Godot^5: The week after

So it’s been a week since my latest theater endeavor ended. If I haven’t told you, I was part of the recently concluded production of Tanghalang Ateneo called Godot5. Basically it was 5 ruminations of the classic Beckett piece, “en attendant Godot”, or more popularly known (to most of us at least) as “Waiting for Godot”. I’ve already posted a bunch of cheesy things previously about how much difficult yet fulfilling working in this production was. To say that this play was life changing was an understatement.

One week. And I’m missing the play. Terribly.

So I sat down and reflected about what I miss most about the play. This won’t be a long post, but I’ve had some several thoughts which I think might apply to a bunch of us with regard to waiting for someone or in terms of missing something.

Of course, first and foremost I miss the people. I miss being around people who are just so passionate about what they do. I miss laughing and making jokes with everyone. Despite doing so many different things, and stressing out over rehearsals and the time that we had left till opening night (especially those people who were still memorizing days before opening – like me), we still came together and was able to share a lot of happy moments. I especially miss my co-actors in my set, who were all so endearing (yes, even you sungit Xander). I miss playing around yet still ending up doing something so serious.

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I miss the godot set. That small piece of road with a platform and a tree. That was home. That was the place where we created, collaborated, and moved people.

But what I really miss was that sense of certainty. I have mentioned this to some select friends, but I wanted to share this reflection. Being part of godot gave me a sense of certainty with who I was, what I was doing, how I was thinking.

In our lives, we become part of things, we do things, but sometimes we aren’t really sure if what we’re doing is something that we’re SUPPOSED to be doing. We tend to ask ourselves questions like “should I be doing this? what the hell was I thinking? how much longer do I have to do/endure this?”. We get frustrated, we get tired, and we feel like we jumped into things a little too quickly. Like for the students, we commit to being a beadle, but then sometime during the sem, we get annoyed at having to do beadle tasks because they can be time consuming and unfulfilling. Same thing for some orgs. More so outside of school. We apply for and accept jobs that initially feel like they will change us, and make us better people. Then comes the time where we question said jobs because we feel like it no longer makes us grow. Some people leave, some people endure, some people disregard these questions. Sometimes, we may not exactly understand how the world works, but we still try our best to live everyday.

But that wasn’t the case for Godot^5. Everyday that I have to go to the theater, from around 5pm, until the time I leave at around 10pm, I knew I was exactly where I wanted to be, doing what exactly I was supposed to be doing, thinking and doing it in the way I was supposed to be thinking and doing it. That no one else in the world at that moment, despite who they are, can do exactly what I was doing for my set. I don’t care if they’re more good looking, more talented, more blah blah blah than me. Only I could do it, and it was a task that I had to do. Sort of like Frodo being the one who brings the one ring to Mordor. No one else could do it. And that is something that gives a person fulfillment. Knowing that they are doing something that is worth something. That was the sense of certainty. And I’m so thankful to everyone who believed in us to do this task. And I hope that what we did was enough to give justice to the solid material and to engage the audience that took time and spent money to watch the play. And I’m so blessed and grateful for just even being given the chance to feel that sense of certainty, that sense of fulfillment. And add to that, sharing it with people I knew were doing the same thing. It was all so inspiring.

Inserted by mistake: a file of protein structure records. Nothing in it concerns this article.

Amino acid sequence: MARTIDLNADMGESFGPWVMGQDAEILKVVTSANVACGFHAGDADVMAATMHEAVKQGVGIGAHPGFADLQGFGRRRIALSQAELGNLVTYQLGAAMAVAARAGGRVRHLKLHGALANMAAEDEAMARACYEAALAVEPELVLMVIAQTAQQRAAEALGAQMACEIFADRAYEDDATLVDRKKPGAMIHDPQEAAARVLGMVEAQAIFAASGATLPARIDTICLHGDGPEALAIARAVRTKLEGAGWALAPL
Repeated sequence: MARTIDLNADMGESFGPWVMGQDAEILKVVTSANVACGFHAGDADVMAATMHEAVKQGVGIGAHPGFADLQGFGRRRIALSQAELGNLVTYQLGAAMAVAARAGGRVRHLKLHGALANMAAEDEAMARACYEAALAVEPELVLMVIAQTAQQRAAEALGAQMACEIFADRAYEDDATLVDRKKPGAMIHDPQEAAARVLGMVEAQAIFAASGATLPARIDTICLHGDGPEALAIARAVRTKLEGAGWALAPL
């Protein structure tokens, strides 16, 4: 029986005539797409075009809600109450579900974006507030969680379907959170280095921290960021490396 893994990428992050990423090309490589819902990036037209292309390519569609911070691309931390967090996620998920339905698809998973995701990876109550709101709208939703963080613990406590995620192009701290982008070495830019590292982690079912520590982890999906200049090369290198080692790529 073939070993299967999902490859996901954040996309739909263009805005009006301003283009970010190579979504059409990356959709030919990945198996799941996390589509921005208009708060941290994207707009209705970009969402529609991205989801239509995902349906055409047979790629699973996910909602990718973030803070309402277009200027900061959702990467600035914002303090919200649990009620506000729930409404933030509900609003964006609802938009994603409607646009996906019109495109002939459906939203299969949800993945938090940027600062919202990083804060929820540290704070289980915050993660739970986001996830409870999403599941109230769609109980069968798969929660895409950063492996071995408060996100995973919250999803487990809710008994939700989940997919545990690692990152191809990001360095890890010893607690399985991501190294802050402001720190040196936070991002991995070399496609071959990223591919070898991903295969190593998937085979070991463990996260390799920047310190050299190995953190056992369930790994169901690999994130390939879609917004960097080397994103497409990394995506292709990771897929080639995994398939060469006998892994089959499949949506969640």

A good friend of mine, Kenny Lirios, once said (I think this quote is from the wise Gandalf, I mean Mr. Pagsi):

“There are only three things that man needs to be happy: A job to do, a person to love, and a tomorrow.”

We should all find that job to do that makes us fulfilled (or at least trick ourselves long enough to endure it for us to find its fulfillment). A person to love (even if it isn’t the cheesy romantic kind of love). It could be just loving your family, your close friends, or even just ourselves for that matter! And to bring those to the tomorrow. Where so much magic happens.

So I guess now that the play is over I have to look for that again. I’m pretty sure that it isn’t so hard to find. Some people think it is. But it really shouldn’t be. So long as you use your heart as a compass, and your passions as a map. Looking forward to that tomorrow!


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